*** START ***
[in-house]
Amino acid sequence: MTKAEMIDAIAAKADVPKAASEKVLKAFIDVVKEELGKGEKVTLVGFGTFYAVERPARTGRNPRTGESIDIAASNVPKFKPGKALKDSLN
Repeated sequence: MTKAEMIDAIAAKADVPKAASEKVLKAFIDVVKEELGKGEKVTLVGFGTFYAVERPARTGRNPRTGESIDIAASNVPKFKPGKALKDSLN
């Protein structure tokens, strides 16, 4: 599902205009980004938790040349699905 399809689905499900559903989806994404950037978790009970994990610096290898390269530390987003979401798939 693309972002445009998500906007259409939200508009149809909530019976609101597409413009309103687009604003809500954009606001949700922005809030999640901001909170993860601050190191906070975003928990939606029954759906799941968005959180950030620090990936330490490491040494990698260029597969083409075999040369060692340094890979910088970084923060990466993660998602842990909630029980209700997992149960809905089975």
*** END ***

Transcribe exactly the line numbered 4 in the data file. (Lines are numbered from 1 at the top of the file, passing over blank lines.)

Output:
């Protein structure tokens, strides 16, 4: 599902205009980004938790040349699905 399809689905499900559903989806994404950037978790009970994990610096290898390269530390987003979401798939 693309972002445009998500906007259409939200508009149809909530019976609101597409413009309103687009604003809500954009606001949700922005809030999640901001909170993860601050190191906070975003928990939606029954759906799941968005959180950030620090990936330490490491040494990698260029597969083409075999040369060692340094890979910088970084923060990466993660998602842990909630029980209700997992149960809905089975």